03/24/2019 Vietnam (International Christian Concern) – Religious minorities in communist Vietnam are facing systematic discrimination due to their faith. UN needs to step in to address the issue, according to a human rights group.
At the 40th session of the UN Human Rights Council on March 13, the president of Boat People SOS (BPSOS), Dr. Nguyen Dinh Thang, called on the UN Special Rapporteur to intervene for the Hmong and the Montagnard ethnic minorities who are “stateless” due to their Christian faith.
According to Dr. Thang, there are at least 2,000 households, totaling about 10,000 people from the Hmong and the Montagnard communities who are denied the most basic civil rights because they followed Christianity. Those who refused to renounce their faith as requested by the government were deported from their villages.
Their rights to ‘hukou’ (household registration) and national ID are subsequently repudiated. As a result, they cannot move freely and have no access to public benefits including education and healthcare.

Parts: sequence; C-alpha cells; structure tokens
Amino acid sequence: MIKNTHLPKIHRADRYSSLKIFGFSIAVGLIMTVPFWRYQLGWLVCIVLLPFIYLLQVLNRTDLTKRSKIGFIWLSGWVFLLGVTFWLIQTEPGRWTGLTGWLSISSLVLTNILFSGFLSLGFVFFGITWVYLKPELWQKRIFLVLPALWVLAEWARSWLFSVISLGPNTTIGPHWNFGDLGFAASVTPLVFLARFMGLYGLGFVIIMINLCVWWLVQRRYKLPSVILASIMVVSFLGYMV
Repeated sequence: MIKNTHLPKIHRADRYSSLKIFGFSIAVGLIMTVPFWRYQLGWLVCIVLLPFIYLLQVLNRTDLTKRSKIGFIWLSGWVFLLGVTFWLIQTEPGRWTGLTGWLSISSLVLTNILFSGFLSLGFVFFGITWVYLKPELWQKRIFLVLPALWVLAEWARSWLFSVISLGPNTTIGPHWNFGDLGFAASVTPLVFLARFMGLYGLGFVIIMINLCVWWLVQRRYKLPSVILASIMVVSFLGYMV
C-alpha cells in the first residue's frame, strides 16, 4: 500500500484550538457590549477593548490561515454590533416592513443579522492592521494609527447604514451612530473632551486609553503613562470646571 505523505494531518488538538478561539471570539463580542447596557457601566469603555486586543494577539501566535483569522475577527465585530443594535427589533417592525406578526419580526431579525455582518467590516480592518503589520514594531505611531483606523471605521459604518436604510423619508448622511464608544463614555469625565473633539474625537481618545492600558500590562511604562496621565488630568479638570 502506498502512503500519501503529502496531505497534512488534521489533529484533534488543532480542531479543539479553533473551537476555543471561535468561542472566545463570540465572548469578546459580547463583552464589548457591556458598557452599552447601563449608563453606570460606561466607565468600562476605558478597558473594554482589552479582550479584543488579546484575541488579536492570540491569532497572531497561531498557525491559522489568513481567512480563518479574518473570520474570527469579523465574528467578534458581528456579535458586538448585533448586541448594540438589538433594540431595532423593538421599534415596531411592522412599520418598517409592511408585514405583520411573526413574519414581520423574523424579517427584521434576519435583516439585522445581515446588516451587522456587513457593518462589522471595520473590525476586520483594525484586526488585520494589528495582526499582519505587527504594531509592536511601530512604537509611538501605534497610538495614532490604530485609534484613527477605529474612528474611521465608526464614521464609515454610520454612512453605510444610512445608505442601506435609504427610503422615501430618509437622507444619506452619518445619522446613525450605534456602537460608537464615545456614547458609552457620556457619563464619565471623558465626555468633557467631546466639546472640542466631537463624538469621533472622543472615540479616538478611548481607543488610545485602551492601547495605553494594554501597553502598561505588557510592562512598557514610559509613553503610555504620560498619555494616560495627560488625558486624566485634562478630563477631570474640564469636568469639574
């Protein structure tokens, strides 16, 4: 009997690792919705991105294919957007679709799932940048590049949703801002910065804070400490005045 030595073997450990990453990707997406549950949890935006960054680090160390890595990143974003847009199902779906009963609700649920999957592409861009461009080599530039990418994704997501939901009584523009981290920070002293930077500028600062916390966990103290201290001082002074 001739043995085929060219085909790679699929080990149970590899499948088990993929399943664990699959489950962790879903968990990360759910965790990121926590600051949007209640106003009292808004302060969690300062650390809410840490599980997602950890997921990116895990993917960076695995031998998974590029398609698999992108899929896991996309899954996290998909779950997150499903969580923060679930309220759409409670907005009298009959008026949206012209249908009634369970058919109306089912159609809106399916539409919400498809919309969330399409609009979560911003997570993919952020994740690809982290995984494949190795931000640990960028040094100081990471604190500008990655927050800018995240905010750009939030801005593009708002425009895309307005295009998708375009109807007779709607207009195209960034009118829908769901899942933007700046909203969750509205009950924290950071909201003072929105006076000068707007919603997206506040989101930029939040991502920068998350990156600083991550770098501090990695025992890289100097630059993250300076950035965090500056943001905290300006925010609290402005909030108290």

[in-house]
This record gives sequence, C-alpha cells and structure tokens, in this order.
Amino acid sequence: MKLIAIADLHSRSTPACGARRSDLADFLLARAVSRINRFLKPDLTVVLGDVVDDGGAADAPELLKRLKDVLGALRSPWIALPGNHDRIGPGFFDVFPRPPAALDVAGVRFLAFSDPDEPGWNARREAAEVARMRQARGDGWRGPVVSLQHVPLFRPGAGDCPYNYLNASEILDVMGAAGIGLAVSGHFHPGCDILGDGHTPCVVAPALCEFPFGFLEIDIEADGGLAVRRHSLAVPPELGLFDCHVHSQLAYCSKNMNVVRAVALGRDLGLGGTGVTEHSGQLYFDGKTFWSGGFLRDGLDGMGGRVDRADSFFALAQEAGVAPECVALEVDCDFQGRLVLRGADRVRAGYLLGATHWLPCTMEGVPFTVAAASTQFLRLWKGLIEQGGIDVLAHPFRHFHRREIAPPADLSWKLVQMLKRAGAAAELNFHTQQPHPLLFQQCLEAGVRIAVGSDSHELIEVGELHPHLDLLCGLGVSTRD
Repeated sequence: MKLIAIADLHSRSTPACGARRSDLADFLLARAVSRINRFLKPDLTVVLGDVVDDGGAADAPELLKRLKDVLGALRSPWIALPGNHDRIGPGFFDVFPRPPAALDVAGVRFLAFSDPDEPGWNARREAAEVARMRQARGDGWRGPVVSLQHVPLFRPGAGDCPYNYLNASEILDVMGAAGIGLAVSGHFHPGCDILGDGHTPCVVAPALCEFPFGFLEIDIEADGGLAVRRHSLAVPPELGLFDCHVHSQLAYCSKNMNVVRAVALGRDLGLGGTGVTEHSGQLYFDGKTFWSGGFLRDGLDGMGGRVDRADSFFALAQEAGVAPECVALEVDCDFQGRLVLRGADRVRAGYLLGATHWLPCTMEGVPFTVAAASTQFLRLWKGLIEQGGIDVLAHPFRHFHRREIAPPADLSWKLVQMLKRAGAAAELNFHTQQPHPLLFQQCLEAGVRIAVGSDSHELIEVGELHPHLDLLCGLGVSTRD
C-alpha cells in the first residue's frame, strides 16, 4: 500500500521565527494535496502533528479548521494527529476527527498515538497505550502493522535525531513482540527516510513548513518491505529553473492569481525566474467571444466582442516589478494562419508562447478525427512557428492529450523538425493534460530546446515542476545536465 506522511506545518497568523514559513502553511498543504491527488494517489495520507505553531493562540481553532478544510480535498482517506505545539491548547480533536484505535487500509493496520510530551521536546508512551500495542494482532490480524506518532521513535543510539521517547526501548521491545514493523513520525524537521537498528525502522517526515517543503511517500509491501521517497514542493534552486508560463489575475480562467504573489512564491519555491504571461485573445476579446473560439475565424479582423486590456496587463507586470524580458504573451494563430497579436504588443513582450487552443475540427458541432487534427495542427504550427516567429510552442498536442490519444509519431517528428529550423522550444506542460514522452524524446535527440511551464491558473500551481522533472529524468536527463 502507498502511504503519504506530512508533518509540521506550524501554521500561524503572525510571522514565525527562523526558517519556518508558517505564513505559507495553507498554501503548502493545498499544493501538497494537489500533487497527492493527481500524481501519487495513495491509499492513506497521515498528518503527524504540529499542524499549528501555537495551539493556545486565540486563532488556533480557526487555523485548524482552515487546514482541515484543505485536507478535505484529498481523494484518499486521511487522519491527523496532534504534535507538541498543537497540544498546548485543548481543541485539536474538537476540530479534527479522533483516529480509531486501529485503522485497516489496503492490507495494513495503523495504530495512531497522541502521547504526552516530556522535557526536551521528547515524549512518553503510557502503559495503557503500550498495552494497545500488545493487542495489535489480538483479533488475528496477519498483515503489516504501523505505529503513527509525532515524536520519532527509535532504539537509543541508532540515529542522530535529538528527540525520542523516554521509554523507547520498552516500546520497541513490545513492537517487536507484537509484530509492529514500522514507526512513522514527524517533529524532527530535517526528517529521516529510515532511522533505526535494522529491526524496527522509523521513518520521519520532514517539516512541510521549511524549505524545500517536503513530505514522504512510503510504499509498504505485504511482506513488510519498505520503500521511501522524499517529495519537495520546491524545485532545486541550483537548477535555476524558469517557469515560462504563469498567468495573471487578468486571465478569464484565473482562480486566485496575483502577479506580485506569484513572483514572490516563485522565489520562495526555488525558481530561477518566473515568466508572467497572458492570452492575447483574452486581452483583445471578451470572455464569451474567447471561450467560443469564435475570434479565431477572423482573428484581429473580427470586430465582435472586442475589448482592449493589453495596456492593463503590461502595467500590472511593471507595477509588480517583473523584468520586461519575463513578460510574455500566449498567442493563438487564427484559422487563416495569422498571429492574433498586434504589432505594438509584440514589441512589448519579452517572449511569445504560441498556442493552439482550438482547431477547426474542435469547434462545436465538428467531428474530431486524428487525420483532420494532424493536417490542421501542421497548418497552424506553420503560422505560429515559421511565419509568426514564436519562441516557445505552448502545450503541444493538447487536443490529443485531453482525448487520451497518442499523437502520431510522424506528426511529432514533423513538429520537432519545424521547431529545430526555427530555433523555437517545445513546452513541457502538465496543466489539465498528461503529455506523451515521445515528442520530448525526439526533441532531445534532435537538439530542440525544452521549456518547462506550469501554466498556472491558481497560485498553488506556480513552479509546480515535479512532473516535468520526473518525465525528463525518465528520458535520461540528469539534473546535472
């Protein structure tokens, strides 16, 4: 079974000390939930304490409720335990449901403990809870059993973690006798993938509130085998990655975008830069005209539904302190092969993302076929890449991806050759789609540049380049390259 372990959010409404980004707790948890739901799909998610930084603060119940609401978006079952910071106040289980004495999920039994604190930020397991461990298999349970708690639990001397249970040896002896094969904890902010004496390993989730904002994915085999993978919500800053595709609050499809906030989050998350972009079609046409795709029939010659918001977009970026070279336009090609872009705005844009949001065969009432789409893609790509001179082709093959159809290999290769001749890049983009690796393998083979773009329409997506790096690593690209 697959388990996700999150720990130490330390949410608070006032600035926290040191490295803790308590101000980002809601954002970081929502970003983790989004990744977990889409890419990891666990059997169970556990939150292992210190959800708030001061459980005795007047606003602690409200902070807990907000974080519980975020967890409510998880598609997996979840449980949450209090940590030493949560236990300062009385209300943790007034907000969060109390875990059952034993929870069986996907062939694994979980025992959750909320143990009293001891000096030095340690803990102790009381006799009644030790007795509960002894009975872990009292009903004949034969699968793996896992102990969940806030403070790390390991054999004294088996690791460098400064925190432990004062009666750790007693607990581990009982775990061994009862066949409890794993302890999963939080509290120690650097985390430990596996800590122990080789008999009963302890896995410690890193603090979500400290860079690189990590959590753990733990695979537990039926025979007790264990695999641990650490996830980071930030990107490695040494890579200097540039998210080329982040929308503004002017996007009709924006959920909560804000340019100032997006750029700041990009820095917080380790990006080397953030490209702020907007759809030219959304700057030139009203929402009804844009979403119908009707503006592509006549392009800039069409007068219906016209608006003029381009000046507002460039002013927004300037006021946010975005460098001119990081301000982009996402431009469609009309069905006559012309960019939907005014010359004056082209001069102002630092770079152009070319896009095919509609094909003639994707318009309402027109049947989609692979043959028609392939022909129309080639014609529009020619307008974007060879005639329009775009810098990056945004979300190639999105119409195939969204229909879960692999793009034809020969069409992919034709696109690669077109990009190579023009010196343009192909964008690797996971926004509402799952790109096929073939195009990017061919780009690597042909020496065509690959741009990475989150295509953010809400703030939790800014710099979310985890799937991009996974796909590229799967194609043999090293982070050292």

Undocumented married couples would not be issued a marriage certificate, and their children may not have birth certificates. Oftentimes, their children would be denied education from the state.
Dr. Thang calls on the Special Rapporteur to work with relevant UN officials to ensure that the Vietnamese government deals with the situation promptly, efficiently and fairly for those Hmong and Montagnard Christians and immediately halt the policy of forcing them to renounce their faith.
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Author: Anna Grebeniuk